This review is based on the first two episodes of Star Wars: Ahsoka
The wait for Star Wars: Ahsoka has been a long one. Physically, it has been 986 days since the streaming series, starring Rosario Dawson as the fan favourite Padawan turned Jedi turned rebel, was first announced on Disney Investor Day in 2020. However, fans have been waiting for this live-action turn since Ahsoka Tano’s animated debut in 2008’s Star Wars: The Clone Wars.
If you have been catching up to 15 years of animated stories, the series will chart what the former Jedi has been up to ever since the end of the Empire, and the beginnings of a newfound peace post the events of Star Wars Episode IV: Return of the Jedi.
This includes reuniting with her Padawan Sabine Wren (Natasha Liu Bordizzo), on the search for old friend Ezra Bridger (Eman Esfadi) and stopping a war from happening after hearing of General Admiral Thrawn’s (Lars Mikkelsen) possible resurgence.
Now, the Ahsoka Disney+ series takes place at the same time as The Mandalorian season three and before the Star Wars sequels trilogy, so the Ahsoka Tano we meet here is fairly different from the one we’ve come to adore in the earlier Clone Wars and Rebels series.
For starters, Ahsoka Tano is much more mature. Gone are her days of being snippy, headstrong and impulsive. After leaving the Jedi order, the Tortuga we meet in the first two episodes of Ahsoka is collected and almost devoid of the hot-headedness we witnessed when she was still Anakin Skywalker’s Padawan. What still remains though, is that Ahsoka is a steadfast leader with unwavering strength and determination – no matter the odds. Oh, she can be a little bit sarcastic at times so we guess some things never change.
If you caught The Mandalorian and The Book of Boba Fett before Ahsoka, Dawson’s brief portrayal of the character then and now tracks. What you see in previous short appearances is what you get now in the form of a 55-minute episode. Additionally, this post-Return tale is so much stronger than last year’s Obi-Wan Kenobi.
Star Wars series thus far has placed heavy emphasis on two-people relationships. There’s Din Djarin (Pedro Pascal) and Grogu in The Mandalorian, Boba Fett (Temuera Morrison) and Fennec Shand (Ming-Na Wen) in The Book of Boba Fett, Obi-Wan Kenobi (Ewan McGregor) and Baby Leia (Vivien Lyra Blair) in Obi-Wan Kenobi, so it may come to no surprise that Ahsoka centres around the titular character and her padawan, Sabine.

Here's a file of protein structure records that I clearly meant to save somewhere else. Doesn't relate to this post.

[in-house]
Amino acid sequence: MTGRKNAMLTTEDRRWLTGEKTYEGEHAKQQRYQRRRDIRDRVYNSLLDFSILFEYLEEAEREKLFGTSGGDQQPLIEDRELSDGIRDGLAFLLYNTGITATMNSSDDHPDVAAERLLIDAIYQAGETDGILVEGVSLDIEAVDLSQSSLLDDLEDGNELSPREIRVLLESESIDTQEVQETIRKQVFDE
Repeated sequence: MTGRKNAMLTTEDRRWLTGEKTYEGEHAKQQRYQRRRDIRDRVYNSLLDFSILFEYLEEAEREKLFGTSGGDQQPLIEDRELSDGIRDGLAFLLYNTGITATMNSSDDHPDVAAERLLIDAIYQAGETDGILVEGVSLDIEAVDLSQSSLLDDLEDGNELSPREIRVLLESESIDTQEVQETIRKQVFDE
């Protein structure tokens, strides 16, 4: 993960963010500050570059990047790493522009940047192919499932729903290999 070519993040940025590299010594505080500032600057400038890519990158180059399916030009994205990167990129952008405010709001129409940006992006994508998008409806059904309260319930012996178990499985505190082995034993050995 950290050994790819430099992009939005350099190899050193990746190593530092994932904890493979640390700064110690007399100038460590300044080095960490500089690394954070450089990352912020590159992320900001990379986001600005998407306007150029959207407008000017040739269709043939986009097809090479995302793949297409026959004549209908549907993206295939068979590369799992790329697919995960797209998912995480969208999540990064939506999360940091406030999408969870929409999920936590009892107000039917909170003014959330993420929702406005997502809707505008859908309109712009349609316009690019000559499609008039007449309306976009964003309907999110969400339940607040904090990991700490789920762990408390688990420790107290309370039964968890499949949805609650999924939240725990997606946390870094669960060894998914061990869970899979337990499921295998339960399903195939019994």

Don’t worry, you haven’t missed anything since the end of Star Wars: Rebels. With the live-action debut of so many animated characters, current Star Wars architect and series creator Dave Filoni is taking the time to update some of the lore around what these characters have been up to. Ahsoka isn’t an origin story but focuses on her life from when we last saw her in The Book of Boba Fett and The Mandalorian, as it also serves as an indirect sequel to Rebels.
In the latter, Ahsoka was incredibly hesitant to teach Grogu the ways of the Jedi and this stand still remains in Ahsoka. The Master-Apprentice relationship is a heavy theme in this series as it is often brought up that the titular character was once Anakin’s Padawan and that just like how she walked away from Anakin and the Jedi order, she walked away from her own padawan, Sabine. The tension between the two female characters is strong with Ahsoka struggling to confront her fears that were created within her own relationship with her master, and Sabine holding on to the hurt and feelings of abandonment.
Ahsoka and Sabine aren’t the only Master-Apprentice relationship explored in the series. Villains Baylon Skoll (the late Ray Stevenson) and Shin Hati (Ivanna Sakhno) also have a Master-Apprentice dynamic. Skoll is hinted to be a defected Jedi Master who is teaching Hati how to be a Dark Force user and together, they work for Morgan Elsbeth (Diana Lee Inosanto) a loyal and close follower of Thrawn. In terms of dynamics, Skoll and Hati are much better tuned with each other. Hati listens and leans on her Master for support and guidance, while Skoll meets her with patience and kindness.